14 Tiny Black Bugs in Florida

Black Bugs

Florida may be known as the Sunshine State, and it’s a wonderful place to live or travel – but it’s also got more than its fair share of critters, which can be the bane of the lives of visitors and residents alike.

To help you learn about some of the pests you might encounter there – and which ones to be most wary of – in the post, we have all the info you need about tiny black bugs in Florida.

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Tiny Black Bugs in Florida

1. Lovebugs


Perhaps the most infamous of all Florida bugs are lovebugs, black and red flying bugs that emerge in their millions every May and September – and sometimes in December too in some southern parts of the state.

They get their name from the way they pair off to breed – when they find a mate, they join together tail to tail and stay attached, even in flight.

They are particularly irritating to drivers since thousands of them end up splattered over the front of cars and are difficult to clean off. They are also slightly acidic, so if you don’t clean them off quickly, they can damage the paintwork of your vehicle.

However, they pose no threat to humans since they don’t bite and carry no diseases.

If you live in Florida, there’s very little you can do about love bugs since during their mating season, they appear in prodigious numbers – so all Florida residents can do is get used to them.


2. Fungus gnats

Fungus gnats1

Fungus gnats are tiny flies that tend to buzz around windows and are attracted to potted plants with moist soil that aren’t properly drained. There are many species of such gnats, and they are common throughout much of the US, including in Florida.

They lay their eggs in the soil of overwatered plants, and they eat mold that grows on it, hence the name. The best way to eradicate these pests is to make sure your plants are properly drained and not constantly wet – and this will cause the gnats to disappear.


3. Fruit flies

Fruit flies1

Fruit flies are another type of common flying pest that are common throughout the US, including Florida. They lay their eggs in overripe fruit, and you will often see these tiny black bugs buzzing around any fruit that you leave out for too long.

Again, as with fungus gnats, the best way to rid yourself of them is to remove their favorite food source – because if you don’t leave out fruit to attract them, they won’t have anywhere to breed, and new flies won’t be attracted to your home.

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4. Drain flies

Drain flies1

Drain flies are one more species of tiny black fly that is common throughout most of the country, and you’re most likely to find them in your bathroom buzzing around your shower.

They look a little like tiny moths and lay their eggs in decomposing organic matter.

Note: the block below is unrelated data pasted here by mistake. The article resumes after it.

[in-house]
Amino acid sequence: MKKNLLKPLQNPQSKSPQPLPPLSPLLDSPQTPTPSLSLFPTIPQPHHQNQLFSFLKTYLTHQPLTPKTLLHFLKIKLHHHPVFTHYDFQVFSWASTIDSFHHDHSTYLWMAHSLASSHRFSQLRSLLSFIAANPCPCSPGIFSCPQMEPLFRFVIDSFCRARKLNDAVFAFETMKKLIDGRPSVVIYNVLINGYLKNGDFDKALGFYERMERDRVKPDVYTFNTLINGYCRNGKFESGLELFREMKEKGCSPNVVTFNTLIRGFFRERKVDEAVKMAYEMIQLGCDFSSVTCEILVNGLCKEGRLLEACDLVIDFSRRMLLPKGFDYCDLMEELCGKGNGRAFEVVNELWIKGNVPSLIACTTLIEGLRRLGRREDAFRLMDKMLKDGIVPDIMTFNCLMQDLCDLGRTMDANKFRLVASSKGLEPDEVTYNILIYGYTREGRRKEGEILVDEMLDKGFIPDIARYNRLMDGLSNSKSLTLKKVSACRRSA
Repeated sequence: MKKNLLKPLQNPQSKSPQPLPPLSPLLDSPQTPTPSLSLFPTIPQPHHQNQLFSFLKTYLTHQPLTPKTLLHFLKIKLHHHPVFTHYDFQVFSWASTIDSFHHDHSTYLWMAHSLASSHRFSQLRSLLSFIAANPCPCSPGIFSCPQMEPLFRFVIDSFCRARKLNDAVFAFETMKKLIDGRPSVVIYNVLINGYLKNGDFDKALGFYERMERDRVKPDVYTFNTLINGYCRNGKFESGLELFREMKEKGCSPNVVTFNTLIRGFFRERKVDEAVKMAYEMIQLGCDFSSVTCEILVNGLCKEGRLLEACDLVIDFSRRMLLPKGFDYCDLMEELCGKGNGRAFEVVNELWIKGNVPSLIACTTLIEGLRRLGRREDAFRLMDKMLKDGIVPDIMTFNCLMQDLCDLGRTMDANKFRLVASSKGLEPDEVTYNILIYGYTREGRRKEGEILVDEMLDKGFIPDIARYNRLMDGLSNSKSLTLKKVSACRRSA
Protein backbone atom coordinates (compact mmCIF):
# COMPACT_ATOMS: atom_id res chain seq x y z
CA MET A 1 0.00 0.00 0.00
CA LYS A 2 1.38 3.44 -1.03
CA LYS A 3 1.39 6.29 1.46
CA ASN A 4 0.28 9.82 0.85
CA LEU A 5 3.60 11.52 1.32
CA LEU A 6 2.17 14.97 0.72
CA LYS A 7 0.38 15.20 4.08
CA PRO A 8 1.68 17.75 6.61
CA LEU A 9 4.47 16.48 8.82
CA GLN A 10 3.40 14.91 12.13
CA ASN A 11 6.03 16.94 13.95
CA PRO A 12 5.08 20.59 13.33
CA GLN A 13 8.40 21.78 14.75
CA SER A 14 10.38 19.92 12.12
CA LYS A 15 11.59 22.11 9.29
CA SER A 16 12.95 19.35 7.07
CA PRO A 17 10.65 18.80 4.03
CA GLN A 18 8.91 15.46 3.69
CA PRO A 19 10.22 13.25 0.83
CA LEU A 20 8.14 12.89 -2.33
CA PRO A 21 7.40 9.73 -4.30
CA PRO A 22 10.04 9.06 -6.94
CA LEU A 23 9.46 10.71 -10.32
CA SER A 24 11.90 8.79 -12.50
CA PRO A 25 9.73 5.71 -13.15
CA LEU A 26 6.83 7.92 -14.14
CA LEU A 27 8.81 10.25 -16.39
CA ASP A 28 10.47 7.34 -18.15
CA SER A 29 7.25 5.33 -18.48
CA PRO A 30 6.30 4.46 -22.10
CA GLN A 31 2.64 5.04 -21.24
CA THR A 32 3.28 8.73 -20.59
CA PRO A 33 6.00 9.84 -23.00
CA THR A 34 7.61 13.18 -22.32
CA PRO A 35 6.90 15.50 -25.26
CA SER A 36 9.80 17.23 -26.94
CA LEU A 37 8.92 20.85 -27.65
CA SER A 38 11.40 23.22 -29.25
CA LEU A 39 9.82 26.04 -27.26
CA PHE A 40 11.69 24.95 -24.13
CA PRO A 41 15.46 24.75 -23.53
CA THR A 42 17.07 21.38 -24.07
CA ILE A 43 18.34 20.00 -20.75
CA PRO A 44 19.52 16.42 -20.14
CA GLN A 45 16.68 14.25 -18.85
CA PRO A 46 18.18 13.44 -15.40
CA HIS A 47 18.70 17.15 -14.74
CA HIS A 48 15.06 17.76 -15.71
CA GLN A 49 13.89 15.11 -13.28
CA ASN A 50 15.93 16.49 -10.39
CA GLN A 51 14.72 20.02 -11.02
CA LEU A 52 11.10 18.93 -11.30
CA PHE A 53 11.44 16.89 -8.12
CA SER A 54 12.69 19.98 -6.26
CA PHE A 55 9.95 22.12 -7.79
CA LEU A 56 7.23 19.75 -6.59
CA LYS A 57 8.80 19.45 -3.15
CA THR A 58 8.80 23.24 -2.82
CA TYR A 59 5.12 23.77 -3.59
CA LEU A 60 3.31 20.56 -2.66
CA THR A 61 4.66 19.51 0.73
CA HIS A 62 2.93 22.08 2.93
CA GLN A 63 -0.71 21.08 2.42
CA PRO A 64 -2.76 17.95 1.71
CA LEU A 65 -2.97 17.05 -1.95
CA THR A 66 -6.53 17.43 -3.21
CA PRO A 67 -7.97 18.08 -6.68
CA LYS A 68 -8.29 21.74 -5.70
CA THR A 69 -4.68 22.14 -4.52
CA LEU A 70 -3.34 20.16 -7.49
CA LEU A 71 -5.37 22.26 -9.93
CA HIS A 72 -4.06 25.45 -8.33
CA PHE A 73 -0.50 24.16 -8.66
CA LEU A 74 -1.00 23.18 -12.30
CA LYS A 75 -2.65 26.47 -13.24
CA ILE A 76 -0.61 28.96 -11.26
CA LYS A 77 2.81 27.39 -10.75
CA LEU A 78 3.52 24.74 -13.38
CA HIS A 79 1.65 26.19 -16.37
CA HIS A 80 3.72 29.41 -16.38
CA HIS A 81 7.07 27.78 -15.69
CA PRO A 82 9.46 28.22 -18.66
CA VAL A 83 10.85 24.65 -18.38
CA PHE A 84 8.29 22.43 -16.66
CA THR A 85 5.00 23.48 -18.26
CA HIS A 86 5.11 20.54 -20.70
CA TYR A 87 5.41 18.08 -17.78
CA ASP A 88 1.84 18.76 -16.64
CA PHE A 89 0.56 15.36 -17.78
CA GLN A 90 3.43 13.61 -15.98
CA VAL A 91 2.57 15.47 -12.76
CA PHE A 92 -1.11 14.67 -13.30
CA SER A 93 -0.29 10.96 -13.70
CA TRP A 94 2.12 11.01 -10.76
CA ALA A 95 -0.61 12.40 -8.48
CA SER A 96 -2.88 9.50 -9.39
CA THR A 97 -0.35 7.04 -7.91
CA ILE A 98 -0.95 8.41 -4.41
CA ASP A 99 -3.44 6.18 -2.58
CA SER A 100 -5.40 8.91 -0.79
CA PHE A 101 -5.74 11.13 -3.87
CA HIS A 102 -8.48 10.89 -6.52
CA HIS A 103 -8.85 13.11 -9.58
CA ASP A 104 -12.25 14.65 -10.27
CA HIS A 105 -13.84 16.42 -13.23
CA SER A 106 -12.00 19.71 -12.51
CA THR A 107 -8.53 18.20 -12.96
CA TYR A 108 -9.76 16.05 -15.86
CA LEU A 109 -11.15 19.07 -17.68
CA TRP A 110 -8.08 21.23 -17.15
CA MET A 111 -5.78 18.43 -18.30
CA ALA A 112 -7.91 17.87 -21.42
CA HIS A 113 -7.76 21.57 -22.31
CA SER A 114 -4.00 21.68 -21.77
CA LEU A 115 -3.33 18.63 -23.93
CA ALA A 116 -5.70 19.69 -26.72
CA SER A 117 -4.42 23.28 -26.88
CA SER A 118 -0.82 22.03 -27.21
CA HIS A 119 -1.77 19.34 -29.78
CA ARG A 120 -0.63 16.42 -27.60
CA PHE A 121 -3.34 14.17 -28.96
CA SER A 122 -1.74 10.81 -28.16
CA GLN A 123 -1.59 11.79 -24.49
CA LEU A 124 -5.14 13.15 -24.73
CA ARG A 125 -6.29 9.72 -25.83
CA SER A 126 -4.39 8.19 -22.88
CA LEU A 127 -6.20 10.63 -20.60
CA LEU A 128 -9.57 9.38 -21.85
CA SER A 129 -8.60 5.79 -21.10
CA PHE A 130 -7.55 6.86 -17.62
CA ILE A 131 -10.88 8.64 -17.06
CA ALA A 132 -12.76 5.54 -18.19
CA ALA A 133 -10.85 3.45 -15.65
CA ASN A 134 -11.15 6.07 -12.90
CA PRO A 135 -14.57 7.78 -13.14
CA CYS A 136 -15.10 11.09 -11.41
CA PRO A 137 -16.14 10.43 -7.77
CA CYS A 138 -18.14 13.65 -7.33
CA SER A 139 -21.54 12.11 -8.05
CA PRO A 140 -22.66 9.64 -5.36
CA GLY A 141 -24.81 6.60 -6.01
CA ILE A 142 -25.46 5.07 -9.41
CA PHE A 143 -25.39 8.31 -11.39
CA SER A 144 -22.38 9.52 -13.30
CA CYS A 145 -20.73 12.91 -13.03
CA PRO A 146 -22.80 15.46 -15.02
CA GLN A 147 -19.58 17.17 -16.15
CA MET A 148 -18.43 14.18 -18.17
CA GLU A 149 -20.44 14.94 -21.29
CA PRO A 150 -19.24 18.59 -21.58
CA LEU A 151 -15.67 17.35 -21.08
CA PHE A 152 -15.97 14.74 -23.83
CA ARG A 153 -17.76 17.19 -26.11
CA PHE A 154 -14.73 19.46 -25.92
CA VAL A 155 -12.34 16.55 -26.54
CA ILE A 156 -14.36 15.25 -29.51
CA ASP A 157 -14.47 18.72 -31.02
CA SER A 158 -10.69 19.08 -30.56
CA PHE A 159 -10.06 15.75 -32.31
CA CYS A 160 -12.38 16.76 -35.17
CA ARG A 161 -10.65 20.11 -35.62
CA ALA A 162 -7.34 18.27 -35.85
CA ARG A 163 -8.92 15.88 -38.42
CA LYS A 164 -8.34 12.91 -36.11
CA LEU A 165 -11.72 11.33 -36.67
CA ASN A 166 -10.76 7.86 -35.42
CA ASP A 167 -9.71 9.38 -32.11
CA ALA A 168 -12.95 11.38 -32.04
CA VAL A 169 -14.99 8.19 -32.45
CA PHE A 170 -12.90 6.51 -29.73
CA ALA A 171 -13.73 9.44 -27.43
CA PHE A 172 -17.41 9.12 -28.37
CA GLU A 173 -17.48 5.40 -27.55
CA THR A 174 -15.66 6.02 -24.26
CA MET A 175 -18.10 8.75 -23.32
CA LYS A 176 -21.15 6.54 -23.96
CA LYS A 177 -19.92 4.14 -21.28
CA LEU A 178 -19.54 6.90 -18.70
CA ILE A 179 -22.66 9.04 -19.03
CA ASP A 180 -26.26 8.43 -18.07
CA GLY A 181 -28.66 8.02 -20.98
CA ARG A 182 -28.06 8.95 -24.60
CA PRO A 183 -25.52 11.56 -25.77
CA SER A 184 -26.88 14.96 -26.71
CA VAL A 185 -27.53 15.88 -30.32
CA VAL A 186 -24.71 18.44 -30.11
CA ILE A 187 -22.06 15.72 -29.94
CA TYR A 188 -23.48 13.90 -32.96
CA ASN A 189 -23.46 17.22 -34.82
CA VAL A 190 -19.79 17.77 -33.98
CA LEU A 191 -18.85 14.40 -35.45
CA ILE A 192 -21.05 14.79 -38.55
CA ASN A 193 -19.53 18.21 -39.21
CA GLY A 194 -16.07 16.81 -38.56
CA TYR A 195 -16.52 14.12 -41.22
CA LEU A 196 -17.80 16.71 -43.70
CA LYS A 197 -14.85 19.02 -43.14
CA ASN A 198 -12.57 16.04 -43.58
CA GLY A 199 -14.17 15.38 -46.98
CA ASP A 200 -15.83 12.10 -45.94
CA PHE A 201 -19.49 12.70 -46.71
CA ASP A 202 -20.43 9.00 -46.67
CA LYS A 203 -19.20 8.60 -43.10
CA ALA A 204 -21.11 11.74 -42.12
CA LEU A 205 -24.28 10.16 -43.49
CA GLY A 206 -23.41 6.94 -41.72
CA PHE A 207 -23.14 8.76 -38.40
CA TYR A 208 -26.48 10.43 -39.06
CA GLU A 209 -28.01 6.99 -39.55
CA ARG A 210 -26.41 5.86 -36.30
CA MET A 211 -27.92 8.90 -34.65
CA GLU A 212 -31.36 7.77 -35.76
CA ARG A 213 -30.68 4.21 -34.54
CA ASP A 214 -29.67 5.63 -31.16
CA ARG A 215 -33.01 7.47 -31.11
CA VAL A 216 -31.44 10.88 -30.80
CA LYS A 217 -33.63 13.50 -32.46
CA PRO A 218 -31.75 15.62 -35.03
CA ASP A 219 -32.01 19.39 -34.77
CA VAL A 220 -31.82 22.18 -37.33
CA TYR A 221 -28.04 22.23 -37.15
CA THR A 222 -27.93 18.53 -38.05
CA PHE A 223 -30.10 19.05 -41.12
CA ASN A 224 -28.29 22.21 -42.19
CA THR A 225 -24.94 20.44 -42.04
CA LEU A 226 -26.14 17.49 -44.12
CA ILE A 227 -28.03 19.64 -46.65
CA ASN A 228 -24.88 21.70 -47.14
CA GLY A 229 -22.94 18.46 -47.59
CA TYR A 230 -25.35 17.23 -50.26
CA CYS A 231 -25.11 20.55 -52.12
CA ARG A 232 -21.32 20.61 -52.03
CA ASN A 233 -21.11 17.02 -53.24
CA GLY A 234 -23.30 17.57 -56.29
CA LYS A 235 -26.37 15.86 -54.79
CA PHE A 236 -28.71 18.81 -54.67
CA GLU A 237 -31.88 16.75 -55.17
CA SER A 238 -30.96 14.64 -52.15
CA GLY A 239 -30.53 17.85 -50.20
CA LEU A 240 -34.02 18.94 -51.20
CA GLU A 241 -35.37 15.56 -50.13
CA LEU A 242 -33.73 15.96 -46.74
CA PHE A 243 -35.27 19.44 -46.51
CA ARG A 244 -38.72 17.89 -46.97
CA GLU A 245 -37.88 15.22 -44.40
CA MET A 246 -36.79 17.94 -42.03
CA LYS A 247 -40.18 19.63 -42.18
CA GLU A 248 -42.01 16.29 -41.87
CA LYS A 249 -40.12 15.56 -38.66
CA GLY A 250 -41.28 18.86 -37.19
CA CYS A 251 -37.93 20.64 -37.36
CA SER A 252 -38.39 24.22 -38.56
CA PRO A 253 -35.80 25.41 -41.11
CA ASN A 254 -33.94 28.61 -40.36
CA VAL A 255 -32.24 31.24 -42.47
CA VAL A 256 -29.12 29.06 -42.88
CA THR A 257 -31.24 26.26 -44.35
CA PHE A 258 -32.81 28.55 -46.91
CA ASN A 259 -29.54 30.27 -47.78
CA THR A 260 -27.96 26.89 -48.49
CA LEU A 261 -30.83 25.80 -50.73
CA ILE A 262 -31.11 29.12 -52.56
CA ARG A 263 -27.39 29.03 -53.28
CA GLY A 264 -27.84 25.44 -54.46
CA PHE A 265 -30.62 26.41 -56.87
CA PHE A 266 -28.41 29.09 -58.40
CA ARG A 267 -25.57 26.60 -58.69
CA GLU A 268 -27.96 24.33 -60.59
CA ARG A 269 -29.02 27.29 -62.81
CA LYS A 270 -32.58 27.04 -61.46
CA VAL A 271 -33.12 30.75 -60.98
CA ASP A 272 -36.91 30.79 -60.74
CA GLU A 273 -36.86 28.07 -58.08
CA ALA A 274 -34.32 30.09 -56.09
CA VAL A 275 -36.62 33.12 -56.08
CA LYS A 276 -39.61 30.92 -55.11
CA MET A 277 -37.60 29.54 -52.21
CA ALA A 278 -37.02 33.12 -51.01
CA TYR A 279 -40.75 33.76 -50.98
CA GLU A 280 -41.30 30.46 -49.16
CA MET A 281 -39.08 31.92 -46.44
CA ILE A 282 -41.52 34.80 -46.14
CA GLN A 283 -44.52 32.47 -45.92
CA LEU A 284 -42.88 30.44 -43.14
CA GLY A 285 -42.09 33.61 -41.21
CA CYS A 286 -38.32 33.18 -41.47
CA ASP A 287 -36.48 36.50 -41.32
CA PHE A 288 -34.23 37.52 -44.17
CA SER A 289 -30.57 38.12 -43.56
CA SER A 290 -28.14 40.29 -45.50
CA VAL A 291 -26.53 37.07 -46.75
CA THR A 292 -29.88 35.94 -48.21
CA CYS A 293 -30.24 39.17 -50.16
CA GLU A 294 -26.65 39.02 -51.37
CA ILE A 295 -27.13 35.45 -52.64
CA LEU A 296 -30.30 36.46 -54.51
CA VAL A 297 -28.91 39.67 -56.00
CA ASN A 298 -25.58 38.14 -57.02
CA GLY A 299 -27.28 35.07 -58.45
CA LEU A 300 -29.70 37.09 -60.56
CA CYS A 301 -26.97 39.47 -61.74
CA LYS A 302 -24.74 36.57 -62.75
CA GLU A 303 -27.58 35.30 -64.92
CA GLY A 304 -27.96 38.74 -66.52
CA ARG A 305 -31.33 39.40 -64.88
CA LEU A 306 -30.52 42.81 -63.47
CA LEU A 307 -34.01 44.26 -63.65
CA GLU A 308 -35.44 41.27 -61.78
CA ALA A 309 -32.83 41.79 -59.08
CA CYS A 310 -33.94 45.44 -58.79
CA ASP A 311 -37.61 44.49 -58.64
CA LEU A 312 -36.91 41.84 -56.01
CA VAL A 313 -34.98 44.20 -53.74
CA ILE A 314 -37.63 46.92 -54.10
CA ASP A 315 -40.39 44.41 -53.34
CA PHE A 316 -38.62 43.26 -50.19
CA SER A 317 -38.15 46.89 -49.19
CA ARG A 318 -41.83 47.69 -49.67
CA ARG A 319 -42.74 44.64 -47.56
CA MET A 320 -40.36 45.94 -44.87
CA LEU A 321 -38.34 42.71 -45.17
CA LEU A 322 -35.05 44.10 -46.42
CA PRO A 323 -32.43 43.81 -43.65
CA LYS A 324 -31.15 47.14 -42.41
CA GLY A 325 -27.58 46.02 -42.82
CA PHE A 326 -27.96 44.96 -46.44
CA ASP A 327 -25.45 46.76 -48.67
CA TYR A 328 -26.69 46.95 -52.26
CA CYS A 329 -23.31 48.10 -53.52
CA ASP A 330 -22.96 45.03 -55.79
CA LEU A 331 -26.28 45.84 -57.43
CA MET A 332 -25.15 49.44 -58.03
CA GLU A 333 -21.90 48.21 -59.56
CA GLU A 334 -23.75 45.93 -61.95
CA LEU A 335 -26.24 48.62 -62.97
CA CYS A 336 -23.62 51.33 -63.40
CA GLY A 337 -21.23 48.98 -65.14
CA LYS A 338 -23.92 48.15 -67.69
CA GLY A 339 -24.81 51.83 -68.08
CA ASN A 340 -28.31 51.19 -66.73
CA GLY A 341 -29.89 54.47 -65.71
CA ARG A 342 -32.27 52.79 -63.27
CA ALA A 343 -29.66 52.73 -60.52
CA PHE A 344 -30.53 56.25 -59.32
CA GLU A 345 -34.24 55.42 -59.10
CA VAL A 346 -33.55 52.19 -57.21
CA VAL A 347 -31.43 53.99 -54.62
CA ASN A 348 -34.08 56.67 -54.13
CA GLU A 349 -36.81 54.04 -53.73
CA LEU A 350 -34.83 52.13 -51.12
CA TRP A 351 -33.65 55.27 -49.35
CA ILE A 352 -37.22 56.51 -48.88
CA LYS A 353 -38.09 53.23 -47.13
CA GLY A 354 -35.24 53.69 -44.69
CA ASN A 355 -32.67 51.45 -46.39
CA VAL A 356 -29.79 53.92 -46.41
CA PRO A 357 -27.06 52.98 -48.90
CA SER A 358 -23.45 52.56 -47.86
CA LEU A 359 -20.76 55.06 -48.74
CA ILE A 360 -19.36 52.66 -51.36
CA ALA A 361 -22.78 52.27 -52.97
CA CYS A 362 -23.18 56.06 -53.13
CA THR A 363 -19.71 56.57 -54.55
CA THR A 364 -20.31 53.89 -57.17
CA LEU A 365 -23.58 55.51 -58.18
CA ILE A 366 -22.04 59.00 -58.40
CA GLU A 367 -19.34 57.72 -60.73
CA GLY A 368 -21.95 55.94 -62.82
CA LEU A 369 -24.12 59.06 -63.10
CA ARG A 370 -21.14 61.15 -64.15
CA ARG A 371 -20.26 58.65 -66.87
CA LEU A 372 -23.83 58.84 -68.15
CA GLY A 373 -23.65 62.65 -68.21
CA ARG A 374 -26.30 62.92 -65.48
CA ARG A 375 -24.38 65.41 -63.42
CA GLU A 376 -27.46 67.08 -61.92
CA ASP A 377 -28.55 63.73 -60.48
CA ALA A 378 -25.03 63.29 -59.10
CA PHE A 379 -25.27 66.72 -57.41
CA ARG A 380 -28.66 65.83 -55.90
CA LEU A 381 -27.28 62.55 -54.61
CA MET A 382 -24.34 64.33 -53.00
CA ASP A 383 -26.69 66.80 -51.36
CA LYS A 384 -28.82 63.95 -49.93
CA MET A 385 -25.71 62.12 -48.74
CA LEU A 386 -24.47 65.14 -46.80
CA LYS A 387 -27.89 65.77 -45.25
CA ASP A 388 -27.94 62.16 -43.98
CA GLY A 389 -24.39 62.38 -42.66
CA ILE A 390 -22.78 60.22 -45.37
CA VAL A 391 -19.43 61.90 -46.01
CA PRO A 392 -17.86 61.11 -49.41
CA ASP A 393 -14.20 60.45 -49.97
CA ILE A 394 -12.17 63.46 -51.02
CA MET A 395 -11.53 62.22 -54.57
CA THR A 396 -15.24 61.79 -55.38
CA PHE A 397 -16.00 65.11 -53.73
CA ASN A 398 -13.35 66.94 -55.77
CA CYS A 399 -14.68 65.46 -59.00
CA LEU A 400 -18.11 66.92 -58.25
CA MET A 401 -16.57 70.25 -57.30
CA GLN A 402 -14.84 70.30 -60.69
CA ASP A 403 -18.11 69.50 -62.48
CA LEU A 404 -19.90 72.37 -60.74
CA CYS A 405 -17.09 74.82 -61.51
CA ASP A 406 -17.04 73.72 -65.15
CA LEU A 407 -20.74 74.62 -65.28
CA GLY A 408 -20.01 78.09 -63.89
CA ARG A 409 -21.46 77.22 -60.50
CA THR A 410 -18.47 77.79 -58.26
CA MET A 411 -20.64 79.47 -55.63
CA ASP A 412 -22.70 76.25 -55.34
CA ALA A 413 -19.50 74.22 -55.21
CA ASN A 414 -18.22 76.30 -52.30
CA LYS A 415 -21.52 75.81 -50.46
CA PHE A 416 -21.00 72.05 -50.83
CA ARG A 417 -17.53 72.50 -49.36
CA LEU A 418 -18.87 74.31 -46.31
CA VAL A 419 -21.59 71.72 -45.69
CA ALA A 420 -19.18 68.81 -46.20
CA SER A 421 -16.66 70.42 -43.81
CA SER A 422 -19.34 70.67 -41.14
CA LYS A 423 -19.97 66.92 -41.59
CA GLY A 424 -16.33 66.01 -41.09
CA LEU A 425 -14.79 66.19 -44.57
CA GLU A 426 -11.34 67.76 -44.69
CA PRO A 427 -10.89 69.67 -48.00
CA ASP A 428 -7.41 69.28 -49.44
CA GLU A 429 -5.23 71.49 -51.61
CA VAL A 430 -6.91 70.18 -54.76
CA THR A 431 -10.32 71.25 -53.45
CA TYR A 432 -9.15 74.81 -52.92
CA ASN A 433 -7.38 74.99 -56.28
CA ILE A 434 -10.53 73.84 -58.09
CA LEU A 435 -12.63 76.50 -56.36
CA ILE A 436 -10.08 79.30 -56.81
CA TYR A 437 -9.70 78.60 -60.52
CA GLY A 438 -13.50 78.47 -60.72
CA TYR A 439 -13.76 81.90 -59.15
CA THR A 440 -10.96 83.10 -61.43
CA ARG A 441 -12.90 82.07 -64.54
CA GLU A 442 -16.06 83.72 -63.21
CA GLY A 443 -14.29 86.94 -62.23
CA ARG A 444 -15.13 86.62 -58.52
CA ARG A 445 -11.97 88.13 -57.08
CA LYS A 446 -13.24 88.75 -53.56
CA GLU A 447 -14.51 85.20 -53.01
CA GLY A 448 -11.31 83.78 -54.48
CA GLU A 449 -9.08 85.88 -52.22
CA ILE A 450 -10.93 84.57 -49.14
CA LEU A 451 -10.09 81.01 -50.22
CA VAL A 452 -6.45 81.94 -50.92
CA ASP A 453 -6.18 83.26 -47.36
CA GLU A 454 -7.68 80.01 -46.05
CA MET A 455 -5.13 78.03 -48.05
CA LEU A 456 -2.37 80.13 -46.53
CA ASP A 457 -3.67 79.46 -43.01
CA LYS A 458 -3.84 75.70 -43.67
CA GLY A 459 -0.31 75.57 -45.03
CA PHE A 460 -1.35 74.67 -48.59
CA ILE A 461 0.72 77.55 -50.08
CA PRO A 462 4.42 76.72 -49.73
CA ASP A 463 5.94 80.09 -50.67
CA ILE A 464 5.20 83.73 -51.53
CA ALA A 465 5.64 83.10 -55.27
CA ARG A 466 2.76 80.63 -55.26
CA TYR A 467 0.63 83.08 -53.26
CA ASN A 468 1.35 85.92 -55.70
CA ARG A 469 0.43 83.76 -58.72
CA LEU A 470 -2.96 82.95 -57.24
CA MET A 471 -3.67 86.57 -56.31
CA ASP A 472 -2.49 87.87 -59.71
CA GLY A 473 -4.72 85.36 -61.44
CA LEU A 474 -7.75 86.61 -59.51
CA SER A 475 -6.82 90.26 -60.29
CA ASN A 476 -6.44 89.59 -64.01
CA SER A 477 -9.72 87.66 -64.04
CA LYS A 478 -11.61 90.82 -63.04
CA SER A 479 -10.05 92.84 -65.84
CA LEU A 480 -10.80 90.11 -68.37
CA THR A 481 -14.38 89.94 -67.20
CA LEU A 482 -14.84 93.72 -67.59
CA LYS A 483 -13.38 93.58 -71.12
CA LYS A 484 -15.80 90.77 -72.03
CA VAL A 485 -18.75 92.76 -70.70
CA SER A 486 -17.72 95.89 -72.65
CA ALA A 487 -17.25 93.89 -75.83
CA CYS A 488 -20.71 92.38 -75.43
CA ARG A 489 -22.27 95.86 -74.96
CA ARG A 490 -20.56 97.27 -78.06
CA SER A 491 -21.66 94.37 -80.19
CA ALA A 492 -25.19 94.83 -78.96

They often find this organic matter in drainpipes, which is why they are most commonly encountered in bathrooms.

Drain flies can be an indication that a blockage is developing in the pipe below your shower, but they can also make their way up from the sewer if that’s where they’re breeding.

The first thing to do if you have a problem with drain flies is to clean your shower drain. They could be breeding just below the drain hole, in which case, clearing out the crud and muck will help solve the problem.

However, a blockage could also be forming further down, in which case, you might need to use a plumber’s snake to dislodge it.


5. Biting midges

Biting midges1

Of the irritating black flies we’ve mentioned so far, biting midges are the only ones that bite humans, which makes them more of an annoyance than ones that just buzz around in your home.

The term “biting midge” isn’t a scientific one and refers to many species of tiny black biting flies, some of which are prevalent in parts of Florida, especially in coastal areas.

One of their common names is no-see-ums due to their diminutive size, and often you won’t realize one has bitten you until you notice the red marks and itchiness their bites cause.

They are most active around sunrise and sunset, so if you’re outside at those times – and especially if you’re anywhere near water – it’s advisable to use insect repellent to prevent them from making a meal of your blood.

They’re also attracted to electric lights, so this is something that might also draw them in to feed on you if you’re sitting outside in the evening.

However, biting midges don’t carry any diseases, so you don’t need to worry about them making you ill, unlike the next entry on our list.


6. Mosquitoes


Everyone knows what mosquitoes are like, and it’s fair to say that almost every person alive hates them. However, unfortunately for Floridians, mosquitoes love the Sunshine State, making it probably the worst place for them in the entire US.

In many ways, Florida provides the ideal conditions for mosquitoes to flourish, especially with its hot, humid climate and with plenty of standing water that mosquitoes need to breed.

Even worse, several of the species of mosquito present in Florida are capable of transmitting some nasty diseases when they bite you, including zika virus, West Nile virus, encephalitis, Chikungunya virus, dengue fever and others.

To help minimize mosquitoes’ opportunities to breed, it’s important to drain or remove pools of standing water.

At the same time, you should install mosquito nets on windows to prevent them from flying into your house at night, and if you are outside especially at dawn or dusk when they feed, you should apply insect repellent to stop them biting you.


7. Weevils


One of the most annoying pests that can invade your home in Florida is the weevil.

These small black bugs of about 0.1 inches in length can be identified by their long snouts. They love to make their way straight to your pantry, where they will feast on whatever grains, flour and other foods they can find there.